RIVER NAVIGATION Connecting Naturally

River navigation can drastically increase the economic growth of Nepal, Bhutan, Bangladesh and northeastern Indian states

Aug. 1, 2016, 5:45 p.m. Published in Magazine Issue: Vol 10, No.1,July 29,2016,(Shrawn,14,2073)

If political leadership of Nepal, Bangladesh, India, Bhutan and Myanmar hear the voices from the grassroots, the people living in these countries can use the rivers to do their travel and trade in the region better.

Because of the many restrictions on mobility and navigation, the people of this region are too close, yet too far. With the neighbors first foreign policy and development of northern Indian states as a priority, Indian Prime Minister NarendraModi is stressing the need to increase the connectivity in the region.

“As India’s northeastern states and her immediate neighbors, Bangladesh, Bhutan, Nepal and Myanmar are geographically compact in eastern South Asia, they can come together to accelerate the economic growth,” said  SabyasachiDutta, program director, NADI 2016, the Asian Confluence River Festival of Shillong.

With immense economic prosperity, the linking of this region through rivers will not only bring better prospects for the people but also change the economic landscape of the region.

With hundreds of rivers that link North East India and her neighbors, the common stand on the use of rivers and protection of ecosystem and fauna and flora is of great importance.

With the Indian government spending a huge amount of money to improve the water ways, future of connectivity of the region will be different. According to studies, river transport is the cheapest among all forms of transport.  Carrying the goods through ship is 100 percent cheaper than the same by railways. 

Given  the current emphasis, it may not be too far to see the ship coming up to the mouth of the Kosi river in Sunsari from the Bay of Bengal or Chitagaon of Bangladesh or Guhati of Assam. Before submerging to the Bay of Bengal, all the major rivers of the region, including Ganga and Brahmaputra, meet in Bangladesh.

Similarly, other states of northeast India, including Arunanchal, Tripura, Assam, Mizoram and Meghalaya, will get the immediate benefits. Along with Bangladesh and northeast, Bhutan will also benefit, as will Myanmar. 

For centuries, tributaries of Ganga and Brahmaputra rivers have been linking the people of Nepal, Bhutan, India, Myanmar and Bangladesh. People living in this region share not only the prosperity thanks to the rivers but also destruction.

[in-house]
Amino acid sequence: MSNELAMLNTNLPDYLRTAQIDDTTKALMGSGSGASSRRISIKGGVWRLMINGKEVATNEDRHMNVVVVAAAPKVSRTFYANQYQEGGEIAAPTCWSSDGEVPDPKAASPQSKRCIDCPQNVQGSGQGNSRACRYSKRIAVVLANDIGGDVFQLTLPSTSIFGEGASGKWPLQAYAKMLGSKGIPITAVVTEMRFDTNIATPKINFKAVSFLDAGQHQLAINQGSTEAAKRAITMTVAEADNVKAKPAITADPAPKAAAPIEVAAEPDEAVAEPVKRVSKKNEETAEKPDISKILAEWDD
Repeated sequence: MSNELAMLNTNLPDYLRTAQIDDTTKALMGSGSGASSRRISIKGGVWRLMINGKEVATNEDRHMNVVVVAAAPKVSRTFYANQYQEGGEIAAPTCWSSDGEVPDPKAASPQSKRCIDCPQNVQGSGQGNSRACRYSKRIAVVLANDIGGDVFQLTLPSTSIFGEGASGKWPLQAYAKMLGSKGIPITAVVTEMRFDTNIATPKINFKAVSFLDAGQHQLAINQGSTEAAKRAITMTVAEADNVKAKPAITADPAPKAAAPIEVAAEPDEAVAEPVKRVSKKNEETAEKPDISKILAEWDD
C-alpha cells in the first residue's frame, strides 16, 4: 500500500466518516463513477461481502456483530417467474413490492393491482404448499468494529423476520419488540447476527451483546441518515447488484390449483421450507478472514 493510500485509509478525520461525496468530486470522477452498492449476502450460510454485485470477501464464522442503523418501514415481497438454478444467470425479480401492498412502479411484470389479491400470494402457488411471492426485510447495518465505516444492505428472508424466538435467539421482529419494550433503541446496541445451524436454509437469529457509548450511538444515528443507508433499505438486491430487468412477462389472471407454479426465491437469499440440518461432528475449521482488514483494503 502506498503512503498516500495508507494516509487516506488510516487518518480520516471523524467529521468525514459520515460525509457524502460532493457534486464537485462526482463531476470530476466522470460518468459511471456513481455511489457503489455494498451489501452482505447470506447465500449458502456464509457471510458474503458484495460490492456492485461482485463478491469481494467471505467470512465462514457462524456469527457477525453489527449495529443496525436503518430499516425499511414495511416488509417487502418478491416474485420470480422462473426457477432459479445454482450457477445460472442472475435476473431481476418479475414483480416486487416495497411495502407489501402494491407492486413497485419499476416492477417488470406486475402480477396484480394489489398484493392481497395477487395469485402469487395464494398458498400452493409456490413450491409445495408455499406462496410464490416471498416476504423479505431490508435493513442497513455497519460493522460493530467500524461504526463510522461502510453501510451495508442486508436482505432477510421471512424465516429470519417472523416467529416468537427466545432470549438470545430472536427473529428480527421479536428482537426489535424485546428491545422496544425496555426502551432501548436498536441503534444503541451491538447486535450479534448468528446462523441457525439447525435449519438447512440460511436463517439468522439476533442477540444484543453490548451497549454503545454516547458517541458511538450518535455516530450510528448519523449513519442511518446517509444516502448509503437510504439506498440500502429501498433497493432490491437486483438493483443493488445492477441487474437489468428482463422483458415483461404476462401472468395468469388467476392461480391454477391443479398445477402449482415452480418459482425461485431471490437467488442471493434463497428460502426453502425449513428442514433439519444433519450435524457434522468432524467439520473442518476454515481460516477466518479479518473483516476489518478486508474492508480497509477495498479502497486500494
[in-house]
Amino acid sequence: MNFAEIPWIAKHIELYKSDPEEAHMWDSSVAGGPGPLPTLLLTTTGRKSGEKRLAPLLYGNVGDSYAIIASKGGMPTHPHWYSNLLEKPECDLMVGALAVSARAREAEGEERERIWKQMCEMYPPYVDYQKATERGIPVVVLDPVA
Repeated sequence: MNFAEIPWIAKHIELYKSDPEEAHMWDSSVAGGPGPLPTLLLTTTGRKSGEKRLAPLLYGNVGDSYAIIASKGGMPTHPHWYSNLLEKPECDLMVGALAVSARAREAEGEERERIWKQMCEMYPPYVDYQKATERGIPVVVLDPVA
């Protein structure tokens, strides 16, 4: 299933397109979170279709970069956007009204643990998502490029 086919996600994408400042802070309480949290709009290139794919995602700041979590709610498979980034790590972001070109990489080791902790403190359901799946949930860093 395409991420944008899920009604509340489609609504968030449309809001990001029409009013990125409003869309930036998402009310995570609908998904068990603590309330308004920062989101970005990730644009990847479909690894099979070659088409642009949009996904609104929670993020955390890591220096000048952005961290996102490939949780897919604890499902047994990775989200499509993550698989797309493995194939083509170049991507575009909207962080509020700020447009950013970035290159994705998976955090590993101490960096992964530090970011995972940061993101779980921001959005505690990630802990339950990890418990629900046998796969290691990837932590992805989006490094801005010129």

With the stoppage of the river navigation and movement, the rivers are just a source of pain to the people of the region. In place of the potential to provide enormous economic advantages, these rivers are seen as a force of destruction during the rainy season.

Instead of being the signs of prosperity, the rivers symbolize pain and destruction for many a people. In the past, these rivers were used to ferry goods and people linking and sharing each other’s trade and culture.

Rivers have been flowing there for centuries, changing their courses and supporting the partition of India. “Although our region is closely connects via Bangladesh, we have to cross hundreds of kilometers to come across the region,” said JitendraChoudhary, MP Tripura. MP representing the constitution of Cachar of Assam Sushmita Deb holds the view that the time has come to use the rivers to bring the change in the livelihood of the people.

“The connectivity through the river will bring prosperity in the region,” said MP Chaudhary.

Despite the close connectivity through the rivers, people living in the region have lived in isolation for a long period of time preventing the transportation of goods and people through the river channel.

“This is a major breakthrough as the politicians, government officials and other stakeholders have started to speak the real voice. Nepal has been saying this for quite a long time to open major rivers for water ways,” said former water resources minister of Nepal Deepak Gyawali. "This is a good beginning.”

Organized by Government of Meghalaya and North Eastern Council, the program had ministers, government officials, experts and other stakeholders gathered in the NADI 2016, the Asian Confluence River Festival Shillong. They held the view that  the time has come to revive the connectivity through the major rivers which naturally connects the region.

Bhutan’s former minister Dago Tshering said connectivity through the rivers is very important for a country like Bhutan as it will reduce the cost and save time in carrying the goods.

Inaugurated by chief minister of Meghalaya MukulSangma, Tourism Minister of Bangladesh Rashed Khan Menon said that his country has already signed a river connectivity accord with India to provide transit to northeastern state.

Although India’s north eastern states are closer from Bangladesh and the river navigation can reduce the cost of the materials and other goods drastically, they have yet to have a regular connectivity. With no connectivity through Bangladesh, the cost of products carried to Indian states through West Bengal is huge.



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